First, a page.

On the week before Shavuot, we begin the fourth book of the Hebrew Bible, known in English as Numbers. In Hebrew, the book is called BaMidbar (wilderness, desert).
Already we’re experiencing some confusion, why the two different names? Each name refers to a different verse. The name of the book in Hebrew is related to the first verse, which sets the stage for where God speaks to Moses…in the wilderness.
However, the English/Latin name is related to the second verse when God requests Moses to take a census of the Israelite community.
There is a beautiful reason given for the spiritual connection between the two verses but this post will instead focus on the deeper meaning contained within the first verse.
וַיְדַבֵּ֨ר יְהוָ֧ה אֶל־מֹשֶׁ֛ה בְּמִדְבַּ֥ר סִינַ֖י בְּאֹ֣הֶל מוֹעֵ֑ד בְּאֶחָד֩ לַחֹ֨דֶשׁ הַשֵּׁנִ֜י בַּשָּׁנָ֣ה הַשֵּׁנִ֗ית לְצֵאתָ֛ם מֵאֶ֥רֶץ מִצְרַ֖יִם
On the first day of the second month, in the second year following the exodus from the land of Egypt, the LORD spoke to Moses in the wilderness of Sinai, in the Tent of Meeting……
What is interesting here is the meaning of the Hebrew word for wilderness.
The beauty of the Hebrew language is often, contained within each word, is its opposite meaning. These paradoxes speak to the very essence of creation, in that there is potential for opposing aspects: darkness and light, Inclinations toward the good or evil, our spiritual inclinations versus our bodily passions.
In this case, the Hebrew root word for BaMidbar also means two things at once. There is both a sense of being limited and yet expansive.
How can that be so?
The three letter Hebrew root of BaMidbar is Dalet (D), Bet (B) and Reysh (R), means all of these: desert, wilderness, words, to speak and thing.
So in a sense, it means that which is limitless yet that which is tangible and identifiable.
It is a word that has so much potential steeped within it. For example if we take just one meaning, speech, it can be something that can be used to transmit ideas that are grand and awesome. yet, when used incorrectly, speech can be reduced to the petty and heartless.
Similarly containing opposites, the wilderness can be a place of peace or a place of threat.
There is a beautiful teaching from the Ohr Torah Institution and Rabbi S. Riskin about this:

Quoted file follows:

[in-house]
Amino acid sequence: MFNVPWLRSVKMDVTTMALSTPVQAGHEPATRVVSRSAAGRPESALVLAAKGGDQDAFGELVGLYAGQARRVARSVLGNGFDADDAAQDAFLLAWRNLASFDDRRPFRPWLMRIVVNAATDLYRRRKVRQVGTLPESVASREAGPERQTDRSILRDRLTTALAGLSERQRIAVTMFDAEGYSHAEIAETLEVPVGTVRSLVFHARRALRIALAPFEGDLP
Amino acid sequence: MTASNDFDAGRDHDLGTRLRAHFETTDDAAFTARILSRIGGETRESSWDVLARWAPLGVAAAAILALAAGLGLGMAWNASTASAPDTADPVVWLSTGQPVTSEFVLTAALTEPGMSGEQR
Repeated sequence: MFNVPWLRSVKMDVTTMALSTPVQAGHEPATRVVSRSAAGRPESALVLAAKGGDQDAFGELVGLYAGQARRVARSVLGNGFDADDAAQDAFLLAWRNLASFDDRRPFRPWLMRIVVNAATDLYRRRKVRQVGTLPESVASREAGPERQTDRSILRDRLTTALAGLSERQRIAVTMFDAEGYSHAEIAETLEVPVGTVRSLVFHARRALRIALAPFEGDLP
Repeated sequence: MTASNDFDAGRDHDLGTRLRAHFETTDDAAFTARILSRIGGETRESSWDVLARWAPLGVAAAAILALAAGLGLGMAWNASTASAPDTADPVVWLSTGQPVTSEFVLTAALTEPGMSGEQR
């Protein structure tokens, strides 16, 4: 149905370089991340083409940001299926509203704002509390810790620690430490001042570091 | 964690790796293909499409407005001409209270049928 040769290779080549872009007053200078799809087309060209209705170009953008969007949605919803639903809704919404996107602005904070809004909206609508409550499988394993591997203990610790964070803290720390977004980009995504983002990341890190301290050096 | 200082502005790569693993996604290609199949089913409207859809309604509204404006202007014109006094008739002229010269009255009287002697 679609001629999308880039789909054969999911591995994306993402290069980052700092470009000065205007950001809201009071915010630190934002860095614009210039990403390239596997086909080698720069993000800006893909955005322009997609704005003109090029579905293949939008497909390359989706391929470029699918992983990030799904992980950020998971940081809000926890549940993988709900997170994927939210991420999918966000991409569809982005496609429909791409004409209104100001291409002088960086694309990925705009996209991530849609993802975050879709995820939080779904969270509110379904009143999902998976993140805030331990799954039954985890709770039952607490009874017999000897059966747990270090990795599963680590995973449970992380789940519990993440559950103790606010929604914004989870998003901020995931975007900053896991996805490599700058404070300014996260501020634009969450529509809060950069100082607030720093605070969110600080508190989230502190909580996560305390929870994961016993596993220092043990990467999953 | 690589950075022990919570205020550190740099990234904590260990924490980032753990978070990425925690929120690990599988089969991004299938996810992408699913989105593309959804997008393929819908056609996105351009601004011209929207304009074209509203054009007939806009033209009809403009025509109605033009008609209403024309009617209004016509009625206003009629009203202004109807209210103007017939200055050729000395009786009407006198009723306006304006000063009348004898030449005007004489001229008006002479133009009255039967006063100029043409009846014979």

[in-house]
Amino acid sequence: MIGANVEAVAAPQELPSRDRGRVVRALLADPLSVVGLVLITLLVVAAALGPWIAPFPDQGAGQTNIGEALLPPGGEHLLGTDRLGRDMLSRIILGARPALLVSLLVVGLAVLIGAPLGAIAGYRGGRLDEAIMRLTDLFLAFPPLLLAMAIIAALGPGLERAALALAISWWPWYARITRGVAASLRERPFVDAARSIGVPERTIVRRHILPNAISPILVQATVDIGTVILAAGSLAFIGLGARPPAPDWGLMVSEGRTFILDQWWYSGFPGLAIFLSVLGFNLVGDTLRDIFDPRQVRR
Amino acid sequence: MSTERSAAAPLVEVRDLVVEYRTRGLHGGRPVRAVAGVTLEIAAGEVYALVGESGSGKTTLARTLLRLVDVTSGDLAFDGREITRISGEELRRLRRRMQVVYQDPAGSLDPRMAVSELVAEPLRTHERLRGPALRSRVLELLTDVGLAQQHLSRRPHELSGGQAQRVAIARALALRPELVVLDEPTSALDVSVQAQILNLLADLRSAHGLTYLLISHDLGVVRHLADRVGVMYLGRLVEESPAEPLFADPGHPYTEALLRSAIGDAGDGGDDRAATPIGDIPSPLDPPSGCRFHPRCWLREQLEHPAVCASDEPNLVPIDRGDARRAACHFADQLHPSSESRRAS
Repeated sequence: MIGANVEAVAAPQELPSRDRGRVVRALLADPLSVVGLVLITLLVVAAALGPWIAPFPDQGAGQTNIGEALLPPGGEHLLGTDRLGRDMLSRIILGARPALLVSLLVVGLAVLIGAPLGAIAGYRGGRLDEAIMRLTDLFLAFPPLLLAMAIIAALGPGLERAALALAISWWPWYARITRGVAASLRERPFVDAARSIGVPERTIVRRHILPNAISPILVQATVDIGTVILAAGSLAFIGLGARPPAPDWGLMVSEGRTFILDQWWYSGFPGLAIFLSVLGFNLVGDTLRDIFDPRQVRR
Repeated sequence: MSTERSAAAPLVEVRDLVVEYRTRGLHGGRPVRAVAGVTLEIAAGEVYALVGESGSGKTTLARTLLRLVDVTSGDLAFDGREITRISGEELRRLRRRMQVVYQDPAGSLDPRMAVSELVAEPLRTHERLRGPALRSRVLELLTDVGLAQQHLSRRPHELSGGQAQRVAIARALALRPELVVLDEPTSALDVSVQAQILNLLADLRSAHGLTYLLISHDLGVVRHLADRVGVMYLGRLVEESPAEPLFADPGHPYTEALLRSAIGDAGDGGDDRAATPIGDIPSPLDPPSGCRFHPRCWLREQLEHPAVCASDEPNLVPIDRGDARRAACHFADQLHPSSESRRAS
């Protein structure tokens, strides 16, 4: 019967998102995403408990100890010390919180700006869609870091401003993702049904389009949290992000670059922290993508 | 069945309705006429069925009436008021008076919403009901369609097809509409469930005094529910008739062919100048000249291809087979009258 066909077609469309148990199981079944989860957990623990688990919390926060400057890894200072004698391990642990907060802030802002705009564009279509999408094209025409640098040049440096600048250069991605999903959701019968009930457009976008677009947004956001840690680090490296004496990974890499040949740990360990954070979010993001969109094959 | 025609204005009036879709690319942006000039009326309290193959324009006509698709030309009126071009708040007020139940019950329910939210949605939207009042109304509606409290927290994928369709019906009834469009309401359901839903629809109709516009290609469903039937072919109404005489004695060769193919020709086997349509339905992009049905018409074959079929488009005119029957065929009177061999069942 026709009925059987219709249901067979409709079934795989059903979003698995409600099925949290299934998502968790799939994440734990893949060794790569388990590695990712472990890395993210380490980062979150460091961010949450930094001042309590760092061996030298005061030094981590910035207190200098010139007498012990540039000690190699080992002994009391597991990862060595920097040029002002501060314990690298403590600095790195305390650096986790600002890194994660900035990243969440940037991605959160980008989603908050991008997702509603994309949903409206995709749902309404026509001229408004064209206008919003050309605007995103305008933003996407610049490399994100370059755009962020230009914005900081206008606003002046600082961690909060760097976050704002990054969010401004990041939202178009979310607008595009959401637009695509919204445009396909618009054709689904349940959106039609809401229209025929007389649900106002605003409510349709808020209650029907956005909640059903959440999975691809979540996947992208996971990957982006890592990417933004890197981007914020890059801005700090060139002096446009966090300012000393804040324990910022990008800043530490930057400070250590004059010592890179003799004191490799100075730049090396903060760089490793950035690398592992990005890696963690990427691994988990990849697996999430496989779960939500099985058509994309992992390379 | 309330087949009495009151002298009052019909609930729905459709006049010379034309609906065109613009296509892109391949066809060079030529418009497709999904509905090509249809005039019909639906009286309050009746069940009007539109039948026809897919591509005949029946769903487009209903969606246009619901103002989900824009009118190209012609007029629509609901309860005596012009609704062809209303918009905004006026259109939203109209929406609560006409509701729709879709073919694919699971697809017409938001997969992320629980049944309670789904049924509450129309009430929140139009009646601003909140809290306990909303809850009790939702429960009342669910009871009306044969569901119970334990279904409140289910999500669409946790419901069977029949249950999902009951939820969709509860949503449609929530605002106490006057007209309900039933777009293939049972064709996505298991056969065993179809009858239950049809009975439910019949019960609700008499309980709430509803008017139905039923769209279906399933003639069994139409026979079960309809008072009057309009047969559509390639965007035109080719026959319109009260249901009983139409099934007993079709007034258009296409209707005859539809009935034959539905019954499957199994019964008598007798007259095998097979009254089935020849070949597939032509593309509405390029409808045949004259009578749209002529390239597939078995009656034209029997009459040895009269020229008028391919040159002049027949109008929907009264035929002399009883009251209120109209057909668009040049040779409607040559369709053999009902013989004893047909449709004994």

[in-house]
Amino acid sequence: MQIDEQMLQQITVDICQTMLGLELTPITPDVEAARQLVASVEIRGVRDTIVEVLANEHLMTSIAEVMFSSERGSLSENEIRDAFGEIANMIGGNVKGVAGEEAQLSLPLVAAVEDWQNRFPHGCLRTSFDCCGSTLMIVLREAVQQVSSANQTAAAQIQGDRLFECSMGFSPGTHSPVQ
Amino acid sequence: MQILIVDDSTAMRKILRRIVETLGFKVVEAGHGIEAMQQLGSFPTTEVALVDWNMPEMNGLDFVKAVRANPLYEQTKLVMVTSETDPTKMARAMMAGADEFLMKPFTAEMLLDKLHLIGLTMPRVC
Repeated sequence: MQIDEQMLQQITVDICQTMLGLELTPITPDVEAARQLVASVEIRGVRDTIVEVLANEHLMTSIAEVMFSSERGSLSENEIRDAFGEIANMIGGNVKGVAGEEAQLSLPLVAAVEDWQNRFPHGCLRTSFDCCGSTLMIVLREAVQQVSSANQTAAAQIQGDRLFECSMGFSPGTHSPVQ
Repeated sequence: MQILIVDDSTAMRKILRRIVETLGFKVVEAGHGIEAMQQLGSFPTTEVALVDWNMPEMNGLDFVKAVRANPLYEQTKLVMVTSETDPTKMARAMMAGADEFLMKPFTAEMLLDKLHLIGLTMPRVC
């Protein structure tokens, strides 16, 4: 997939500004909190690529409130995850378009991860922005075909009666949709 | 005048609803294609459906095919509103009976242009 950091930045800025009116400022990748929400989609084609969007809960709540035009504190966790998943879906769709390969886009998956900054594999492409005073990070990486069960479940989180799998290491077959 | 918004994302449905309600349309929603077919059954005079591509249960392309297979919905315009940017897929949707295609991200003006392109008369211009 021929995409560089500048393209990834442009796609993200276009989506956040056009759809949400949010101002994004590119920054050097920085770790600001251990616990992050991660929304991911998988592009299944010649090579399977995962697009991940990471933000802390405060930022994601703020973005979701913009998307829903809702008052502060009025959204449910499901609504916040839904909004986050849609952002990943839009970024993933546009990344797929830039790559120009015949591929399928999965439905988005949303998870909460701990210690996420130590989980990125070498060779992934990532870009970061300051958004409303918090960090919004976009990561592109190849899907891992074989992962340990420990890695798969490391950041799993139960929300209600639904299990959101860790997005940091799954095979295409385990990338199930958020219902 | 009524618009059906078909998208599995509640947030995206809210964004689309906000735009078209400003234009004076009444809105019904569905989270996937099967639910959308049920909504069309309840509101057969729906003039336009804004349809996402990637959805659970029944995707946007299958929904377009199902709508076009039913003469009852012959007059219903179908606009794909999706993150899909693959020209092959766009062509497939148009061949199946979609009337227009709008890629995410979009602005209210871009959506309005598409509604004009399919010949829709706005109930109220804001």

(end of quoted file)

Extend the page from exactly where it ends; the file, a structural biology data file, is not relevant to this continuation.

It was by means of these Divine words [dibrot] that even the desert [midbar] —a metaphor for an inhospitable and alien exile environment: boiling hot by day, freezing cold by night, and deficient in water, the elixir of life—can be transformed into sacred space, the place of the Divine word (dibur].
The world is a desert [midbar] waiting to become a sanctuary [d’vir] by means of God’s word [dibur], communicated by inspiring leaders [dabarim].
Being in the wilderness allowed us to ‘lose ourselves’ enough to be able to receive the Torah. In the wilderness, our destiny was secured by God and so our very ability to live was granted by God every day. In this there was a sense of comfort, even in the middle of ‘nowhere’.
Our sages put it this way:
Anyone who does not make themselves ownerless like the wilderness cannot acquire the wisdom and the Torah. Bamidbar Rabbah 1:7.
This is noted again in the Talmud,
One should be as open as a wilderness to receive the Torah. Nedarim 55a
It is through this process that we can begin the journey that is the source of our lifeline, the Torah. We need to lessen our ego-driven lives to be open enough to receive Torah.
The still small voice in you….how can you honor that voice? How can you become “ownerless” in order to be open to the Divine experience?
I am offering this Shavuot Visualization to you should you want to enter the world of the D-B-R….A Shavuot Visualization
© Ruth Schapira, 2020. All rights reserved.